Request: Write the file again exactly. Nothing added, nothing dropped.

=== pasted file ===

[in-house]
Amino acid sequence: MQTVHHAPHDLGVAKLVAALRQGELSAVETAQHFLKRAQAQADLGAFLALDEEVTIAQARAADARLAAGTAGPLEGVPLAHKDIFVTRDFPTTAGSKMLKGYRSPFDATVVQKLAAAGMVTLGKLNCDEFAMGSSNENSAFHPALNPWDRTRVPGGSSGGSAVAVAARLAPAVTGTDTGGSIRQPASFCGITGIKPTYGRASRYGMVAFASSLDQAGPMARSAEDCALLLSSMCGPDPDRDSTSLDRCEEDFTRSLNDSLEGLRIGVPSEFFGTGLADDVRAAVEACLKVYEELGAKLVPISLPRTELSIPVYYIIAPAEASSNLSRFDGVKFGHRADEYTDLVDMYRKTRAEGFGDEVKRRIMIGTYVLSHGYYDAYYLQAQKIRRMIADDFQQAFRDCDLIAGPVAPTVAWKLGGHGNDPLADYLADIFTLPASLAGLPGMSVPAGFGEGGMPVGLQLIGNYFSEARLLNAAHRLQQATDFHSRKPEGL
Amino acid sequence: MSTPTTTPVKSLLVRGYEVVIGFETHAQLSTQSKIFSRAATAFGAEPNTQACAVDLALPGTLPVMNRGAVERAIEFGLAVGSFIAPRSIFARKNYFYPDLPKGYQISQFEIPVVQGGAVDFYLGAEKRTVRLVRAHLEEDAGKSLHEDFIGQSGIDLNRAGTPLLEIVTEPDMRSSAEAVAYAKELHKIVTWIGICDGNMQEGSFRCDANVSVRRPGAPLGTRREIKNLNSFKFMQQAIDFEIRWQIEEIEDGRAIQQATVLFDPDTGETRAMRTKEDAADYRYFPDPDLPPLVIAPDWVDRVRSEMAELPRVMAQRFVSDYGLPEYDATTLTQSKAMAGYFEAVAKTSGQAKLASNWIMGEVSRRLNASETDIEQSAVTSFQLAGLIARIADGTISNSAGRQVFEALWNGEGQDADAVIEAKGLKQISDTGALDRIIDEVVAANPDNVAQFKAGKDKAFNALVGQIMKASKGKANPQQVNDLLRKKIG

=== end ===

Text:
[in-house]
Amino acid sequence: MQTVHHAPHDLGVAKLVAALRQGELSAVETAQHFLKRAQAQADLGAFLALDEEVTIAQARAADARLAAGTAGPLEGVPLAHKDIFVTRDFPTTAGSKMLKGYRSPFDATVVQKLAAAGMVTLGKLNCDEFAMGSSNENSAFHPALNPWDRTRVPGGSSGGSAVAVAARLAPAVTGTDTGGSIRQPASFCGITGIKPTYGRASRYGMVAFASSLDQAGPMARSAEDCALLLSSMCGPDPDRDSTSLDRCEEDFTRSLNDSLEGLRIGVPSEFFGTGLADDVRAAVEACLKVYEELGAKLVPISLPRTELSIPVYYIIAPAEASSNLSRFDGVKFGHRADEYTDLVDMYRKTRAEGFGDEVKRRIMIGTYVLSHGYYDAYYLQAQKIRRMIADDFQQAFRDCDLIAGPVAPTVAWKLGGHGNDPLADYLADIFTLPASLAGLPGMSVPAGFGEGGMPVGLQLIGNYFSEARLLNAAHRLQQATDFHSRKPEGL
Amino acid sequence: MSTPTTTPVKSLLVRGYEVVIGFETHAQLSTQSKIFSRAATAFGAEPNTQACAVDLALPGTLPVMNRGAVERAIEFGLAVGSFIAPRSIFARKNYFYPDLPKGYQISQFEIPVVQGGAVDFYLGAEKRTVRLVRAHLEEDAGKSLHEDFIGQSGIDLNRAGTPLLEIVTEPDMRSSAEAVAYAKELHKIVTWIGICDGNMQEGSFRCDANVSVRRPGAPLGTRREIKNLNSFKFMQQAIDFEIRWQIEEIEDGRAIQQATVLFDPDTGETRAMRTKEDAADYRYFPDPDLPPLVIAPDWVDRVRSEMAELPRVMAQRFVSDYGLPEYDATTLTQSKAMAGYFEAVAKTSGQAKLASNWIMGEVSRRLNASETDIEQSAVTSFQLAGLIARIADGTISNSAGRQVFEALWNGEGQDADAVIEAKGLKQISDTGALDRIIDEVVAANPDNVAQFKAGKDKAFNALVGQIMKASKGKANPQQVNDLLRKKIG